Thu, Jun 11, 2015
Over the last several years, you’ve probably read about dozens of surveys in which a large majority of American workers say they’re not saving enough for retirement. But that only tells half the story, if that.
For a deeper understanding of how many of us are saving enough for retirement, measure how many of us actually have an educated idea of how much “enough” is likely to be.
According to the 2015 Retirement Confidence Survey (RCS) conducted by the Employee Benefits Research Institute (EBRI), less than half of workers report that they or their spouses have tried to calculate how much they’ll need to live comfortably in retirement. 1
Guessing how much you need to save for retirement doesn’t appear to be a good idea. In 2013, EBRI developed the “modified Retirement Readiness Rating” (RRR) to estimate the probability that RCS respondents will not run out of money as retirees. 2 Respondents who guessed at how large their nest egg needed to be lost an average of between seven and eight percentage points from their RRR.
The good news is, respondents who used an online retirement income calculator increased their RRR by an average of up to 18 percentage points.
Help Employees Track 401(k) Progress—Easily
A myriad of retirement income calculators exist online. If your credit union’s retirement plan website offers employees a calculator, promote that fact and encourage them to use it. Start by using it yourself. If you’re finding the calculator difficult to use, contact your 401(k) provider to discuss it.
Look for these features in an effective retirement plan calculator:
- Pre-populated. Your retirement plan provider should have all the data necessary to produce at least a preliminary estimate of how much each employee should be saving for retirement: age (and therefore approximate years until retirement), account balance, investment choices, and projected returns for these choices.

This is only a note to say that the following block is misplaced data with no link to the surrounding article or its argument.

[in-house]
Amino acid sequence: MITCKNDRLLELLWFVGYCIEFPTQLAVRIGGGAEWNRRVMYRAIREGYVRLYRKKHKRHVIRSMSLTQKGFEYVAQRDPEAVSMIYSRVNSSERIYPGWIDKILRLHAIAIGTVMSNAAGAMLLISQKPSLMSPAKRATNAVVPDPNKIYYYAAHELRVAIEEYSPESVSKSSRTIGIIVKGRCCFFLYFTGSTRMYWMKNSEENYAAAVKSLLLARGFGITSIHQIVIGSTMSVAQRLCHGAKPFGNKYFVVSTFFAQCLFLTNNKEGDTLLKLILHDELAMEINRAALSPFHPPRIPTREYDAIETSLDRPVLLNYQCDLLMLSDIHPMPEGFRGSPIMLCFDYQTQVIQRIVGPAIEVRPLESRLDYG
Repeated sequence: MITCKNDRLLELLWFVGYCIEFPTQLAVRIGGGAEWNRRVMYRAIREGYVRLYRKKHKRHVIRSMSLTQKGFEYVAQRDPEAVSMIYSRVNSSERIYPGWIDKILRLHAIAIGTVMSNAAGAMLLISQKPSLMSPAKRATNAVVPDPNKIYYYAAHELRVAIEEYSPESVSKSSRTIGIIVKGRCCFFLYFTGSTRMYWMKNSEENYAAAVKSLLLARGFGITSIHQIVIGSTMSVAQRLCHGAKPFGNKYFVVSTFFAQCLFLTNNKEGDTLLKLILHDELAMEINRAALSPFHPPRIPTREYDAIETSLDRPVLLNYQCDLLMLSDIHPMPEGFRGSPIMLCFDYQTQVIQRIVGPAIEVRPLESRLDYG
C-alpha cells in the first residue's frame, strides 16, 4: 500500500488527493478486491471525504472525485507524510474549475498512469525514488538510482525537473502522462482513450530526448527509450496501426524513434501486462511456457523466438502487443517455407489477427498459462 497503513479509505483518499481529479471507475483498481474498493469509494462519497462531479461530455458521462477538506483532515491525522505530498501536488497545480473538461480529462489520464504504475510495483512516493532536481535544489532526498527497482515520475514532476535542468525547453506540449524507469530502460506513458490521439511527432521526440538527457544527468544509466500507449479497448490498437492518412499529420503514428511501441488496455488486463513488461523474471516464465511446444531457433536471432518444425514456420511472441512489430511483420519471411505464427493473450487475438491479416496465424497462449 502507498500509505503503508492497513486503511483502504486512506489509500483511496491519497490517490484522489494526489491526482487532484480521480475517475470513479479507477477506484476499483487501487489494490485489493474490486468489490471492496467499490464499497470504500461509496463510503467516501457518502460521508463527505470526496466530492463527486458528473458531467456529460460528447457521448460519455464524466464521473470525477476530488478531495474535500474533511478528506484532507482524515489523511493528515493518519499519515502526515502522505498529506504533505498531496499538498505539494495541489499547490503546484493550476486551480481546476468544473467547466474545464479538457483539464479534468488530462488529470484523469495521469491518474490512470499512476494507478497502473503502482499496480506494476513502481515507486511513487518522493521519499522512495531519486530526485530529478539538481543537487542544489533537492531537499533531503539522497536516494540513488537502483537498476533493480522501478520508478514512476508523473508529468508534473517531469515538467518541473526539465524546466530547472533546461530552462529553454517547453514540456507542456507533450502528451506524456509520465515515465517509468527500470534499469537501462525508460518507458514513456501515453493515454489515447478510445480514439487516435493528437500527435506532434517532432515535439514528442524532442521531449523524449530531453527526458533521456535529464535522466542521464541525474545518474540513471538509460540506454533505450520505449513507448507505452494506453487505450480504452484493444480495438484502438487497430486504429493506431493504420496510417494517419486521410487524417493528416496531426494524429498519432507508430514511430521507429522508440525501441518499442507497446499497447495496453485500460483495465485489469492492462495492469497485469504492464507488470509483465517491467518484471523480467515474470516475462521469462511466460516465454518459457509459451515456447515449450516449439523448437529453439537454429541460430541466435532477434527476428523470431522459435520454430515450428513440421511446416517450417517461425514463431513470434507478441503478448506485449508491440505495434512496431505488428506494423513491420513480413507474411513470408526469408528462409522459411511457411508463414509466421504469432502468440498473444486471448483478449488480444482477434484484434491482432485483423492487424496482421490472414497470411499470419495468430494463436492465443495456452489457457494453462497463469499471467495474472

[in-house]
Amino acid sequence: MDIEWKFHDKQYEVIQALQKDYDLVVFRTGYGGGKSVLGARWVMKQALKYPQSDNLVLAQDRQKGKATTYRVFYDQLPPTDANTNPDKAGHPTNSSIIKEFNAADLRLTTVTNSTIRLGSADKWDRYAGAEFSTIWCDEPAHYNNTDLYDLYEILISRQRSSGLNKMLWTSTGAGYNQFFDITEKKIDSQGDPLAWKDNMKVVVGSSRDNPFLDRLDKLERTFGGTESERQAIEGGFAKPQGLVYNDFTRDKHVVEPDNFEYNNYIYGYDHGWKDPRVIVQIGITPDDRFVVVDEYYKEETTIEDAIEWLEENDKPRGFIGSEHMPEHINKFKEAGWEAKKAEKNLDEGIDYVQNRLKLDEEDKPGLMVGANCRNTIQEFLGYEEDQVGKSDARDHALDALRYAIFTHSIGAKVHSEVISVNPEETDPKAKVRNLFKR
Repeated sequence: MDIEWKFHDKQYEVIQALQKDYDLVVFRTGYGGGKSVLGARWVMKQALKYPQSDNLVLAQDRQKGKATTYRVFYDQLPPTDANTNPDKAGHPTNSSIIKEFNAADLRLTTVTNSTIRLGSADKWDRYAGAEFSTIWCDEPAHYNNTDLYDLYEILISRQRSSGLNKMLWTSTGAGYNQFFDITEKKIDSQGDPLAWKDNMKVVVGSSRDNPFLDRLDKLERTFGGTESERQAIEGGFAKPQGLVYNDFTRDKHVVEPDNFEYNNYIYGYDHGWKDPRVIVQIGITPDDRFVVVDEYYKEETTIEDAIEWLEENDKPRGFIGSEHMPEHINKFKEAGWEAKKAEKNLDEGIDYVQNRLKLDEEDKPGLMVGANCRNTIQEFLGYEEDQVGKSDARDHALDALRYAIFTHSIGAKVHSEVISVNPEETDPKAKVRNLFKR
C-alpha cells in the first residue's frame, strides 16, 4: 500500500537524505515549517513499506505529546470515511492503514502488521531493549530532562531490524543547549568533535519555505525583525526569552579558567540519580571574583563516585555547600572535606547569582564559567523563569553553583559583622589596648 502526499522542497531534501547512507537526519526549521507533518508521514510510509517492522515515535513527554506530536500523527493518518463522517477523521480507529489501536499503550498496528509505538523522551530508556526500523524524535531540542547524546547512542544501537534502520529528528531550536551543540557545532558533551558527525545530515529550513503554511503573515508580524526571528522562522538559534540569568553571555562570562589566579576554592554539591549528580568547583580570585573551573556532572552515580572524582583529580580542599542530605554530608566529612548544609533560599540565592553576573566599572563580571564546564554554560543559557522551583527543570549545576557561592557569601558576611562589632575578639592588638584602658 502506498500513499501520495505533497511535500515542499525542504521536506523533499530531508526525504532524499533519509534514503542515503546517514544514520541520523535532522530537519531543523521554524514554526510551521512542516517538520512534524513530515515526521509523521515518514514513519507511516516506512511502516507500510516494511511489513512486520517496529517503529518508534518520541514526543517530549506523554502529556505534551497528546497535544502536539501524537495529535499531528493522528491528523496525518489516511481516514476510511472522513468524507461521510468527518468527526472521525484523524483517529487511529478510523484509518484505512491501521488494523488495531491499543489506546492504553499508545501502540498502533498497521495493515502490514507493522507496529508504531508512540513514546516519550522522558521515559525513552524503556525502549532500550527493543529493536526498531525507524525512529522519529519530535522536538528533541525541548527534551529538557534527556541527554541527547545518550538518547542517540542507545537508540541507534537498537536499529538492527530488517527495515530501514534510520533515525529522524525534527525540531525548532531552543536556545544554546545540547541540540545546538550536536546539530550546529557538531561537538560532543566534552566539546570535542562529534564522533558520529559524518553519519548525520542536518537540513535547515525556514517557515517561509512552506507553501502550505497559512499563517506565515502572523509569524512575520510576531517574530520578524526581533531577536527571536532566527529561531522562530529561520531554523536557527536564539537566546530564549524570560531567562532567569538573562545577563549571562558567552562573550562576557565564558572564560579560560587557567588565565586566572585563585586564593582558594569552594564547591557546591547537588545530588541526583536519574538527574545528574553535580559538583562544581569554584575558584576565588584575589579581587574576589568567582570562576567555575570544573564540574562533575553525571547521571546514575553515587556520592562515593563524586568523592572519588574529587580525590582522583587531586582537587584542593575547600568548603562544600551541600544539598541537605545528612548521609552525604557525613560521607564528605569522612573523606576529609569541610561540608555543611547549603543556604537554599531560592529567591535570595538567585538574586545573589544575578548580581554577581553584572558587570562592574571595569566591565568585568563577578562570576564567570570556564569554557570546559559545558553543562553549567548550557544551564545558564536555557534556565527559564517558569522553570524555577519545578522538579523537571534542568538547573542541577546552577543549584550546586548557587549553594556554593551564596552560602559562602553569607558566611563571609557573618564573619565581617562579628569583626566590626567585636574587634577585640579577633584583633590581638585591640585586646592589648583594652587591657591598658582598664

All of this data should be automatically mapped to the online calculator for your employees. They can customize the variables if they choose, but if they don’t—and most probably won’t—they’ll still get an accurate estimate.
- On-track status visible at a glance. When employees log in to their 401(k) account website, they should be able to see immediately whether their current contribution level and investment choices have them on track to retire with sufficient income. A strong graphic element, such as a prominent thumbs-up, check-mark, or traffic light should do it.
- One-stop access. In addition to measuring the progress of your credit union’s 401(k) or other retirement program, the calculator should allow employees to track their household’s other retirement plans. That provides a quick, single-screen look at their overall progress.
Your credit union’s retirement plan demonstrates your commitment to employees. Double-down on your investment by giving employees the encouragement and easy-to-use online tools to improve their chances of retiring securely.
For more information about CUNA Mutual Retirement Solutions, call your Sales Executive at 800.356.2644 or visit cunamutual.com (click on Products, Employee Benefits, and 401(k) and Retirement Plans).
1 EBRI Issue Brief, April 2015, © 2015, Employee Benefit Research Institute-Education and Research Fund.
2 EBRI Notes, March 2013, © 2013, Employee Benefit Research Institute-Education and Research Fund.
CUNA Mutual Retirement Solutions is a division of CUNA Mutual Group and the marketing name for CPI Qualified Plan Consultants, Inc., a CUNA Mutual Group member company. CUNA Mutual Group is the marketing name for CUNA Mutual Holding Company, a mutual insurance holding company, its subsidiaries and affiliates. Annuity insurance products are issued by CMFG Life Insurance Company, located in Madison, Wisconsin. Each insurer is solely responsible for the financial obligations under the policies and contracts it issues.
Securities distributed by CUNA Brokerage Services, Inc. (CBSI), member FINRA/SIPC, a registered broker/dealer, 2000 Heritage Way, Waverly, Iowa 50677, toll-free 866.512.6109. Non-deposit investment and insurance products are not federally insured, involve investment risk, may lose value, and are not obligations of or guaranteed by the financial institution. Representatives offer retirement and investment education but do not provide investment, legal or tax advice. Participants are encouraged to consult their own advisors.